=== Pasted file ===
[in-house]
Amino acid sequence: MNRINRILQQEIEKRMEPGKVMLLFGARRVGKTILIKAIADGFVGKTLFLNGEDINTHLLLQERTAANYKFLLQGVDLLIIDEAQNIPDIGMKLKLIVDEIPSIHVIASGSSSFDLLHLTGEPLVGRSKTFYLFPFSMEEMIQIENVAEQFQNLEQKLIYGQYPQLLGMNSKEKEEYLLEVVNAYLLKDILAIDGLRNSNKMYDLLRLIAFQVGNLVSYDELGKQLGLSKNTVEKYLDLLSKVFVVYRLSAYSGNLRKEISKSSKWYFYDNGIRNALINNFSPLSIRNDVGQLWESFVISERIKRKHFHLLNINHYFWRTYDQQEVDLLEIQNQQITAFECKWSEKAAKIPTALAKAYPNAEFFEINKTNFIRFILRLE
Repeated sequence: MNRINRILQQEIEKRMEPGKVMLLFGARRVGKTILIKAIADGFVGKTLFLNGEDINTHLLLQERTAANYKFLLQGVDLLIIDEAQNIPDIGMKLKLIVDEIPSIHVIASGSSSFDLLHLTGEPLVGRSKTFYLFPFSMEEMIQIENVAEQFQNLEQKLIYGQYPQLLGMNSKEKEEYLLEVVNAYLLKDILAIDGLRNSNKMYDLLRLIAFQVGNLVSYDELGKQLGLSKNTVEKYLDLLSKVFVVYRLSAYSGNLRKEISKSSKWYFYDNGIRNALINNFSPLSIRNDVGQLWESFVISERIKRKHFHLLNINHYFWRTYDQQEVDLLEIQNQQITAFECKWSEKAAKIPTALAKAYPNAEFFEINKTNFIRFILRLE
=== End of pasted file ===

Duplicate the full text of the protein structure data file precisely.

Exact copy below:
[in-house]
Amino acid sequence: MNRINRILQQEIEKRMEPGKVMLLFGARRVGKTILIKAIADGFVGKTLFLNGEDINTHLLLQERTAANYKFLLQGVDLLIIDEAQNIPDIGMKLKLIVDEIPSIHVIASGSSSFDLLHLTGEPLVGRSKTFYLFPFSMEEMIQIENVAEQFQNLEQKLIYGQYPQLLGMNSKEKEEYLLEVVNAYLLKDILAIDGLRNSNKMYDLLRLIAFQVGNLVSYDELGKQLGLSKNTVEKYLDLLSKVFVVYRLSAYSGNLRKEISKSSKWYFYDNGIRNALINNFSPLSIRNDVGQLWESFVISERIKRKHFHLLNINHYFWRTYDQQEVDLLEIQNQQITAFECKWSEKAAKIPTALAKAYPNAEFFEINKTNFIRFILRLE
Repeated sequence: MNRINRILQQEIEKRMEPGKVMLLFGARRVGKTILIKAIADGFVGKTLFLNGEDINTHLLLQERTAANYKFLLQGVDLLIIDEAQNIPDIGMKLKLIVDEIPSIHVIASGSSSFDLLHLTGEPLVGRSKTFYLFPFSMEEMIQIENVAEQFQNLEQKLIYGQYPQLLGMNSKEKEEYLLEVVNAYLLKDILAIDGLRNSNKMYDLLRLIAFQVGNLVSYDELGKQLGLSKNTVEKYLDLLSKVFVVYRLSAYSGNLRKEISKSSKWYFYDNGIRNALINNFSPLSIRNDVGQLWESFVISERIKRKHFHLLNINHYFWRTYDQQEVDLLEIQNQQITAFECKWSEKAAKIPTALAKAYPNAEFFEINKTNFIRFILRLE